To be able to extract the readable temperature (12-bit example) from the sensor, you need to do something like this:

Code:
uint8_t digit
uint8_t decimal
uint8_t sign;
int16_t temperature

// for example read_ds18b20()
temperature = read_ds18b20();
// check for temperature < 0
if (temperature < 0) {
   temperature = -temperature;
   sign = 1;
   }
else
   sign = 0;

digit = temperature >> 4;
decimal = temperature & 0x0F;
decimal *= 625;
decimal /= 1000;

The resulting temperature measurement is in 0.0625C steps. What is did was actually taking the decimals, multiply them by 625 and then divide by 1000:

decimal   x   625      result/1000   
--------------------------------------------         
1              625                0.63
2              1250                1.25
3              1875                1.88
4              2500                2.50
5              3125                3.13
6              3750               3.75
7              4375               4.38
8              5000               5.00
9              5625               5.63
10              6250               6.25
11              6875               6.88
12              7500               7.50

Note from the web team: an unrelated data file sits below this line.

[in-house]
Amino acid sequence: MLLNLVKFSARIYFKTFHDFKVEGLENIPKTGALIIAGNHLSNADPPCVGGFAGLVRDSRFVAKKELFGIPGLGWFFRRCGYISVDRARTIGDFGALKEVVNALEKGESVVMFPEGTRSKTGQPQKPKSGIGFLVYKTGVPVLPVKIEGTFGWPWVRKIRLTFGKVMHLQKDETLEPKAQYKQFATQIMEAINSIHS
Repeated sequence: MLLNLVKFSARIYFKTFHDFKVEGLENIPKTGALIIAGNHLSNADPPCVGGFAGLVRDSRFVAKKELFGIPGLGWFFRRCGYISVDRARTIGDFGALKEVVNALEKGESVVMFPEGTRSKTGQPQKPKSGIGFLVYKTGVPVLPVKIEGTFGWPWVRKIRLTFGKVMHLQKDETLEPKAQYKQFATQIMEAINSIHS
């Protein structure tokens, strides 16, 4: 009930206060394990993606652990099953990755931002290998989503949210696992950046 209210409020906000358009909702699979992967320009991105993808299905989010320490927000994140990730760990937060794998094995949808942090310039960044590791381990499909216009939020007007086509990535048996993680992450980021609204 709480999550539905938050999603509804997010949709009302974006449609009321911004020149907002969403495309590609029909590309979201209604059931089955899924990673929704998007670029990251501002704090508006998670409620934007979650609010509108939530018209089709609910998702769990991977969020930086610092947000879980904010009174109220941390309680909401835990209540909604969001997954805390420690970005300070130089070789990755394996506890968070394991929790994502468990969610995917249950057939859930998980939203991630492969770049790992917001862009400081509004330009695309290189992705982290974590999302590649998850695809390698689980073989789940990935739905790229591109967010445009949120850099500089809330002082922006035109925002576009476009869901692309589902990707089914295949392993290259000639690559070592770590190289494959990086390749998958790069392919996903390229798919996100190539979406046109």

13              8125               8.13
14              8750               8.75
15              9375               9.38

The numbers you see in red are the ones that are finally stored in decimal variable and then displayed as yy.x. End of story I think, this is the best way to get 0.1 steps from this sensor. Practically speaking, if you will criticize the fact that there are similar digits in red, you will find out that the reading is more stable as well, the decimal digit rarely flips ;- )

The main idea was to use a digital temperature sensor from which I can get yy.x reading and avoid using, for example, LM35 which will eventually trick me into using either 12 or 13 bit ADC, or even tweak the ADC's reference voltage. The real task was to use this existing board that already has ATtiny2313 (comes without ADC inside it..) and make the code compact, and still get the job done. If you look at cnt variable in the code attached earlier which is responsible for deciding how many digits to light and how I managed to display the '-' sign, you rarely see such methods implemented in recent codes! The nice thing is that even if the reading is 0, the display will show 0.0, this was not easy for me to achieve at the beginning because I wanted to keep the code as compact as possible, and I think I succeeded..
« Last Edit: January 27, 2013, 11:05:10 23:05 by metal » Logged